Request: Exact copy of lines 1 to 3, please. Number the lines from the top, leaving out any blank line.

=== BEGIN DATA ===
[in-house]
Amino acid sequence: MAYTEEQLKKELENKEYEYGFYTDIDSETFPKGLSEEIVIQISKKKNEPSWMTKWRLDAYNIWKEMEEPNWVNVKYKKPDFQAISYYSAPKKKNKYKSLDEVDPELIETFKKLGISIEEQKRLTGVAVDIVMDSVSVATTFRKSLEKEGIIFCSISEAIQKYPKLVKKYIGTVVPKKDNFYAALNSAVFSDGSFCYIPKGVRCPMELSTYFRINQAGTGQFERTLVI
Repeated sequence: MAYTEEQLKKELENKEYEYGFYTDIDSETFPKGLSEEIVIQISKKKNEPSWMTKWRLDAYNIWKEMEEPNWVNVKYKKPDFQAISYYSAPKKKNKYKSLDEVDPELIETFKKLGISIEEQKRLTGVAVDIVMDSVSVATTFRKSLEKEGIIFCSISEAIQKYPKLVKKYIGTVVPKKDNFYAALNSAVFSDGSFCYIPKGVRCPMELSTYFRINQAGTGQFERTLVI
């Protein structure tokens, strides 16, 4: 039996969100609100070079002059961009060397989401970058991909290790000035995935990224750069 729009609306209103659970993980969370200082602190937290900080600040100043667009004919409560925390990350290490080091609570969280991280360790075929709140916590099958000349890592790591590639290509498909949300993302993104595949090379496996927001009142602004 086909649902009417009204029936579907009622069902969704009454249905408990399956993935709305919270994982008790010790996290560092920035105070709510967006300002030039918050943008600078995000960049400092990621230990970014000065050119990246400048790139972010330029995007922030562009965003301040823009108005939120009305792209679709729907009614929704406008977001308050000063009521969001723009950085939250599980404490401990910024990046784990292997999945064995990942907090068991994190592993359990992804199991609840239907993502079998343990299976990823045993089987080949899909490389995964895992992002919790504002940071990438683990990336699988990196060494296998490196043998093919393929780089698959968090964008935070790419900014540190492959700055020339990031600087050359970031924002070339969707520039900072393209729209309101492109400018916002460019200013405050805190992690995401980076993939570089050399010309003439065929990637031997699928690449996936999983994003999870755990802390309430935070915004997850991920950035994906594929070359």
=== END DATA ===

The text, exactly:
[in-house]
Amino acid sequence: MAYTEEQLKKELENKEYEYGFYTDIDSETFPKGLSEEIVIQISKKKNEPSWMTKWRLDAYNIWKEMEEPNWVNVKYKKPDFQAISYYSAPKKKNKYKSLDEVDPELIETFKKLGISIEEQKRLTGVAVDIVMDSVSVATTFRKSLEKEGIIFCSISEAIQKYPKLVKKYIGTVVPKKDNFYAALNSAVFSDGSFCYIPKGVRCPMELSTYFRINQAGTGQFERTLVI
Repeated sequence: MAYTEEQLKKELENKEYEYGFYTDIDSETFPKGLSEEIVIQISKKKNEPSWMTKWRLDAYNIWKEMEEPNWVNVKYKKPDFQAISYYSAPKKKNKYKSLDEVDPELIETFKKLGISIEEQKRLTGVAVDIVMDSVSVATTFRKSLEKEGIIFCSISEAIQKYPKLVKKYIGTVVPKKDNFYAALNSAVFSDGSFCYIPKGVRCPMELSTYFRINQAGTGQFERTLVI